\doc\web\99\02\yob.txt
Reminds me of the Looney Toons where the mother of "Yob" from
Mars tells her hubby she's concerned that her baby can construct
a molecular model of polyethylene, the planets, and looked up
what he spelled out with blocks and found out it was the einstein
equation.
I just figured out that a "normal" college prep sequence from the
Milgram study was:
"Outcomes Analysis for Core Plus Students at Andover High
School: One Year Later", by R. James Milgram, Department of
Mathematics, Stanford University:
ftp://math.stanford.edu/pub/papers/milgram/andover-report.html
txt: \clip\99\06\coreplus.txt
htm: \clipim\99\04\coreplus\coreplus.htm
Outcomes Analysis for Core Plus Students
at Andover High School: One Year Later
In the fall of 1993, Andover High School began what would be a four-year
phase-out of its (non-accelerated) "traditional" math program which had
been as follows:
* Ninth grade --- Algebra I
* Tenth Grade --- Geometry
* Eleventh Grade --- Algebra II
* Twelfth Grade --- Pre-Calculus (Trigonometry and Topics in Advanced
Algebra)
Which does _not_ require that 8th or 7th graders (or for that matter
fourth graders on Washington's WASL ) know how to solve ax + bx = c. Yet nearly all of the new NCTM tests and textbooks move this skill, which is a COLLEGE level course for most students who aren't on a sci/math
track down to G4.
It's one thing if "raising standards" means holding the all studnets
to the 50th percentile, and a basic level of proficiency as measured
by past experience. It's quite another to raise standards beyond
a level ever expected by even the top 1% of students, and failing
schools in the top 5% because we're "raising the bar" even for
our best students because even they don't have
"problem solving" or "higher order thinking" skills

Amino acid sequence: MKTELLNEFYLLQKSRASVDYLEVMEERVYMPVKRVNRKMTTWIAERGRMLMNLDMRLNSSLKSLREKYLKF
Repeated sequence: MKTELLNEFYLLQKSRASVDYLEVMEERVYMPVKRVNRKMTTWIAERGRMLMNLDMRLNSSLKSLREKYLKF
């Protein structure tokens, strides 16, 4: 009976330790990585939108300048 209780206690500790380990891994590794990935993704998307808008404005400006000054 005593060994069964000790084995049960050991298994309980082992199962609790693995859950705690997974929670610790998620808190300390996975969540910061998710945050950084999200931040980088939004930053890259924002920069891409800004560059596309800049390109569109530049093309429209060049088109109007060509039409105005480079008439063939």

The upshot of the Core Plus study is that even though, and perhaps
because integrated math programs cover so much content that is
normally college level, such as using matrices and linear algebra and every other doohickey found on a TI-92, the output kids can't
even hack remedial math, let alone Calculus which is what prep high school kids used to be tracked into.
The same will happen when all children are tracked lock step into
one integrated math sequence "for all" instead of the traditional
multitrack system.
Date sent: Wed, 10 Feb 1999 13:11:02 -0500
From: "Richard G. Innes" <70224.434@compuserve.com>
Subject: [education-consumers] Wisconsin CIM test raises bar to colleg prep track by G10
To: "ClearingHouse"
Send reply to: "Richard G. Innes" <70224.434@compuserve.com>
> =====================================================================
>
>
> >From a news article in an Art Hu post:
>
> << chemistry and geometry to earlier grades [and requirement of all students]
> if students are going to have a fighting chance to pass a rigorous new
> graduation
> exam, testing experts and teachers say.>>>
>
> How "developmentally appropriate" is that going to be? The effect will be
> even more frustrated students who are not ready to handle this advanced
> work.
>
> Art, get ready for four hours of astro-physics homework for your youngster
> -- in 1st grade!!!
>
> Richard Innes
>
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